Missing Corn Palace Money

The former director of the city-owned  in Mitchell, S.D., recently resigned after being called out for mishandling funds during his time with the building. 

Photo: facebook.com/SDCornPalace

Mark Schilling often counted money from the arena in his office alone, failed to keep accurate financial records and misused a city credit card, according to a state audit report obtained by the Daily Republic.

The audit was conducted last December, although initial results were only recently presented to local officials, leading Mitchell Mayor Ken Tracy to call for Schilling’s resignation.

Schilling has claimed he doesn’t think he did anything wrong, but agreed to step down March 3.

“At this point, we certainly don’t have any evidence that money was taken from the city,” Tracy told the Daily Republic. “I have said time and time again that (Schilling’s) resignation was asked for not because I have evidence that he took any money, but simply for failure to follow the procedures set forth by the city.”

The audit reported controls over money collected at the venue’s concession stands were “not adequately designed or functioning properly to safeguard assets or prevent and detect errors, fraud or abuse.”

Specifically, the documents note Schilling told auditors that he’d routinely count money in his office and then discard transaction records from the registers.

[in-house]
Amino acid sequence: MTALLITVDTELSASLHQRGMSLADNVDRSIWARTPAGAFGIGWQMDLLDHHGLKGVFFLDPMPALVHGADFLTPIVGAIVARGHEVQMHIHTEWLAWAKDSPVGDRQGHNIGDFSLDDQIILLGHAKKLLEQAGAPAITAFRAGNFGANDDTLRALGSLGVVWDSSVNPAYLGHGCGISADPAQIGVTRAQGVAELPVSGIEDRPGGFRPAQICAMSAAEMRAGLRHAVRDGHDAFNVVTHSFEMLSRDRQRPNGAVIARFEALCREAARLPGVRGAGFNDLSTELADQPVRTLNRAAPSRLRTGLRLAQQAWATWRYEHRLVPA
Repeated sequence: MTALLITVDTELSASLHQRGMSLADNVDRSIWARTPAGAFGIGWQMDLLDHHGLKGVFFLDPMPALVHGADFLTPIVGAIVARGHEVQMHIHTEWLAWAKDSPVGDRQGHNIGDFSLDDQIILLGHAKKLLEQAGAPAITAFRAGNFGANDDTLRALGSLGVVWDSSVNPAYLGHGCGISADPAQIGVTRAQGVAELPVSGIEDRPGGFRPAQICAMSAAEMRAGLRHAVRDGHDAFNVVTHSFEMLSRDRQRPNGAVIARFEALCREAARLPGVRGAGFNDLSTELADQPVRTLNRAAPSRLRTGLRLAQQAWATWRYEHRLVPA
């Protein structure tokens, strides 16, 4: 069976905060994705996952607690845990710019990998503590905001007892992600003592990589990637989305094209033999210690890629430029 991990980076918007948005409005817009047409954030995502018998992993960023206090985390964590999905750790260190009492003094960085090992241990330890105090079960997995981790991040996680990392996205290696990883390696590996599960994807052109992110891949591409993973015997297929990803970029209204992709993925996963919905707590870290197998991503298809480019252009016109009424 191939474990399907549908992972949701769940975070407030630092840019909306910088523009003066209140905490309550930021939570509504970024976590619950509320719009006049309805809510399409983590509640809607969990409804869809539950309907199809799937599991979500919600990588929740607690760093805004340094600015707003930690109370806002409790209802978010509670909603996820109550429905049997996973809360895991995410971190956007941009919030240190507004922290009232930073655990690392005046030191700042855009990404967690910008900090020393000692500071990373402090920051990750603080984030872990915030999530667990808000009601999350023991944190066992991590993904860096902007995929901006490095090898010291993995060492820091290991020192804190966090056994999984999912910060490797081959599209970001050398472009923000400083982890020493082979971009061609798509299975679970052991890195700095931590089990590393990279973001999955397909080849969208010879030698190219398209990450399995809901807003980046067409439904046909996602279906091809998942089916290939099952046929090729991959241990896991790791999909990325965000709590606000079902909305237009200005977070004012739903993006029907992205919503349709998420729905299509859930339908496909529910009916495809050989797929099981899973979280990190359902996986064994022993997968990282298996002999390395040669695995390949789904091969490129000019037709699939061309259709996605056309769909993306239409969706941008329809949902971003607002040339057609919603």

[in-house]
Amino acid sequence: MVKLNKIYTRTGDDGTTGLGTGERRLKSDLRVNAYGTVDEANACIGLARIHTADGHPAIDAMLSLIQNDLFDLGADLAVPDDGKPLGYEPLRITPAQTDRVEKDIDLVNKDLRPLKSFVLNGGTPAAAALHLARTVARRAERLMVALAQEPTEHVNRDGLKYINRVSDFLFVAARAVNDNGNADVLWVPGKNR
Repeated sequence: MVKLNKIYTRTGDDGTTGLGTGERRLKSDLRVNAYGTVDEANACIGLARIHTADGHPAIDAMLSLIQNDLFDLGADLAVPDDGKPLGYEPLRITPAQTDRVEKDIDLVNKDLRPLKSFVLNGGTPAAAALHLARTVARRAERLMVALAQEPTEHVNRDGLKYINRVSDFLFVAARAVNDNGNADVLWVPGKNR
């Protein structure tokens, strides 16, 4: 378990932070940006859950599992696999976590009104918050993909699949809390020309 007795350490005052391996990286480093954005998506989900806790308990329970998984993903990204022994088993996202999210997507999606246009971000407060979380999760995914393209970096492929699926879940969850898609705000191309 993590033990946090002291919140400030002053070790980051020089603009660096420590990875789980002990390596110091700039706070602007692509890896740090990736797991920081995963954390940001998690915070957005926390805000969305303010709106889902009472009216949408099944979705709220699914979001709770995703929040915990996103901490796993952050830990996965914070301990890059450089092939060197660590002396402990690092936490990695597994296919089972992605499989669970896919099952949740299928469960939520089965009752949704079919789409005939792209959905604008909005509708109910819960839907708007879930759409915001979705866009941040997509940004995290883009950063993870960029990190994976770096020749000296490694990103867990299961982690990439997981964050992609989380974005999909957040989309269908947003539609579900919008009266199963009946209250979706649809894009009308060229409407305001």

Auditors asked a Corn Palace employee Dec. 13 to perform a flash report of net sales from the venue’s cash registers.

While net sales were found to be more than $4,000, records from a later count showed net sales of around $3,100, with no records to account for the difference.

“They simply could not track and determine what specifically was going on with the money,” Tracy added. “Was it deposited somewhere else later? We just don’t know.”

Additionally, the audit found at least seven instances of Schilling using a city credit card to pay for trips, meals and luggage, a violation of city policy.

The city has reportedly implemented new policies to ensure two people are involved in counting money at the venue and detailed records are kept.

The state’s Division of Criminal Investigation is also currently looking into the issue.